Behind Zeno’s Paradox of Achilles and the Tortoise


At least one moment in your life you are envying someone. But one thing about envying is that you are wasting your time. Let’s start discussion with one of famous Zeno’s paradoxes.

In 450 BC, Zeno of Elea is credited for publishing famous paradoxes and perhaps the best known is Achilles and the Tortoise paradox. Achilles was a Greek hero of Trojan War. He is invulnerable in all of his body except for his heel. Achilles’s heel has come to mean a person’s point of weakness.

One day Achilles met the Tortoise and challenged him to a race. Achilles was strong and fast, whereas the Tortoise was heavy and slow. “I am too fast. It would be a very quick race so I will give you ten meters start ahead”, asked Achilles. “Are you sure? You’ll never win this race if you give me a head start”, Tortoise laughed. “But I am ten times faster than you, Slow.” Achilles didn’t believe so. Then, The Tortoise convinced Achilles with his logical theory.

The start position of Achilles is A and the Tortoise is B. Point B is ten meters after point A. At the first trial Achilles reaching the Tortoise position, where is he? He is in point B. Where is the Tortoise? As the Tortoise is ten times slower than Achilles, he is 1 meter after point B. Then it’s 1 meter distance between the Tortoise and Achilles. At second trial Achilles will catch up that new distances. While Achilles doing so, The Tortoise shall have gone a little way farther, so that Achilles must then catch up the next distance again and again.


At each moment Achilles must be catching up the distance between them, yet at the same time, The Tortoise will be adding a new distance for catch up again. The Tortoise proved that Achilles can never catch him. That is the paradox.

Every time you compare your status with others, you will be Achilles trying to catch up The Tortoise. Even the people you’re catching up are slower than you, based on The Tortoise conclusion, you’ll never catch them.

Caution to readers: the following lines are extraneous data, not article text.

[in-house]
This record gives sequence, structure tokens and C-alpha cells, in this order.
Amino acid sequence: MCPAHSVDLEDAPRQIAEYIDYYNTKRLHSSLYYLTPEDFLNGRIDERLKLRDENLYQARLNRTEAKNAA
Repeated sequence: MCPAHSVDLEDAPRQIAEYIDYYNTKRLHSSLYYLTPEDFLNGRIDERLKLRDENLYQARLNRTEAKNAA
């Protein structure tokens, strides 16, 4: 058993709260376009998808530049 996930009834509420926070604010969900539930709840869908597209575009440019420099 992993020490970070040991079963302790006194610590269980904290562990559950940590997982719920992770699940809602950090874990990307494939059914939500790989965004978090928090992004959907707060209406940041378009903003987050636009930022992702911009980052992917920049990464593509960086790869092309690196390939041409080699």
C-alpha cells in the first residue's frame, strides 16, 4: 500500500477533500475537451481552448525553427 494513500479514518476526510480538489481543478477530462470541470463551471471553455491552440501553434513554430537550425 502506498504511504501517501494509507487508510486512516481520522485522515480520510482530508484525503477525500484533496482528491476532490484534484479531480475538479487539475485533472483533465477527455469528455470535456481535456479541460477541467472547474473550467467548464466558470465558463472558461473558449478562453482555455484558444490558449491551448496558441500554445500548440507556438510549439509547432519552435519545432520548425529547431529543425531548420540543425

But I will show you another view. At the first trial, the distance of Achilles and the Tortoise is ten meters. As Achilles move ten times faster than The Tortoise, the next distance will be a meter, then 0.1 m, 0.01 m and so on. The total distances will be S.

(1) S = 10 + 1 + 0.1 + 0.01 + 0.001 + …

multiple S with 10

(2) 10S = 100 + 10 + 1 + 0.1 + 0.01 + 0.001 + …

the (2) – (1) will be (3)

(3) 9S = 100, so S = 100/9 meters

The conclusion are:

  1. The number of your trials is infinite. 1st, 2nd, 3rd, 4th, 5th … Nth
  2. But the sum of total distance is exact. 1st + 2nd + 3rd + 4th + 5th + … + Nth => 10 + 1 + 0.1 + 0.01 + 0.001 + … = 100/9 meters

When you see Mark and Bill are more success than you, you envy them. Every single year you compare your current status with Mark. Bill’s goal is always part of your goal planning. You will catch up the distances with them by infinite number of trials. You’ll never know how much trials you have. But as long as you move faster than the people you’re catching up, certainly you can be as successful as them in one condition: you move faster. Your movement distance is always certain.

Don’t ever try to compare your current success with other people success because your energy to compare would be multiplied to infinite number of trials. You will be exhausted with your infinite number of comparisons. The comparison will be your Achilles’s heel. Focus with your movement and stay faster.